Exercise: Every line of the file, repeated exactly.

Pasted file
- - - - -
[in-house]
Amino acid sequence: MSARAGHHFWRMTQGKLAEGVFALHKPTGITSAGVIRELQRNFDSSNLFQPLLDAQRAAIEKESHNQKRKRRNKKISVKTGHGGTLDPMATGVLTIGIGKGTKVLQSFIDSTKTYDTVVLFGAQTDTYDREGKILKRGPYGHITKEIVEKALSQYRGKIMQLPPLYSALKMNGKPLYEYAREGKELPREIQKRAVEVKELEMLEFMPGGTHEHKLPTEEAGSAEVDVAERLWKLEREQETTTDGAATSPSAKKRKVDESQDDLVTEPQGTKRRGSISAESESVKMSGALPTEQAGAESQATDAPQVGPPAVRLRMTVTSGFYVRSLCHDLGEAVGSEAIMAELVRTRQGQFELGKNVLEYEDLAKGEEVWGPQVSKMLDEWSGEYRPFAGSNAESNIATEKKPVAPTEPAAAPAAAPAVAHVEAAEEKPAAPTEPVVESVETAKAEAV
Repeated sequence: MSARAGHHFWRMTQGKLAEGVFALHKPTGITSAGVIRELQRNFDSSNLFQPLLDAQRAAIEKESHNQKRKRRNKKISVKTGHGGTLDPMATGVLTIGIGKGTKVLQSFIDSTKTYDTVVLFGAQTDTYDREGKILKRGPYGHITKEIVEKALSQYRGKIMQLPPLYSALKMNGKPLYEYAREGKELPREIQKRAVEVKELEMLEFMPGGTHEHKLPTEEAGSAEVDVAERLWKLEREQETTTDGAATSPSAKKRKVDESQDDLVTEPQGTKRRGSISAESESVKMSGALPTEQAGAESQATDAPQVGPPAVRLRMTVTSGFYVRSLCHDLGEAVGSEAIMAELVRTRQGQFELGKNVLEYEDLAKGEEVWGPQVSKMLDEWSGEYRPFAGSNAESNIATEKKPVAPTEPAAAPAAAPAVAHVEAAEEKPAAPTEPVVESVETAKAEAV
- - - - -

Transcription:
[in-house]
Amino acid sequence: MSARAGHHFWRMTQGKLAEGVFALHKPTGITSAGVIRELQRNFDSSNLFQPLLDAQRAAIEKESHNQKRKRRNKKISVKTGHGGTLDPMATGVLTIGIGKGTKVLQSFIDSTKTYDTVVLFGAQTDTYDREGKILKRGPYGHITKEIVEKALSQYRGKIMQLPPLYSALKMNGKPLYEYAREGKELPREIQKRAVEVKELEMLEFMPGGTHEHKLPTEEAGSAEVDVAERLWKLEREQETTTDGAATSPSAKKRKVDESQDDLVTEPQGTKRRGSISAESESVKMSGALPTEQAGAESQATDAPQVGPPAVRLRMTVTSGFYVRSLCHDLGEAVGSEAIMAELVRTRQGQFELGKNVLEYEDLAKGEEVWGPQVSKMLDEWSGEYRPFAGSNAESNIATEKKPVAPTEPAAAPAAAPAVAHVEAAEEKPAAPTEPVVESVETAKAEAV
Repeated sequence: MSARAGHHFWRMTQGKLAEGVFALHKPTGITSAGVIRELQRNFDSSNLFQPLLDAQRAAIEKESHNQKRKRRNKKISVKTGHGGTLDPMATGVLTIGIGKGTKVLQSFIDSTKTYDTVVLFGAQTDTYDREGKILKRGPYGHITKEIVEKALSQYRGKIMQLPPLYSALKMNGKPLYEYAREGKELPREIQKRAVEVKELEMLEFMPGGTHEHKLPTEEAGSAEVDVAERLWKLEREQETTTDGAATSPSAKKRKVDESQDDLVTEPQGTKRRGSISAESESVKMSGALPTEQAGAESQATDAPQVGPPAVRLRMTVTSGFYVRSLCHDLGEAVGSEAIMAELVRTRQGQFELGKNVLEYEDLAKGEEVWGPQVSKMLDEWSGEYRPFAGSNAESNIATEKKPVAPTEPAAAPAAAPAVAHVEAAEEKPAAPTEPVVESVETAKAEAV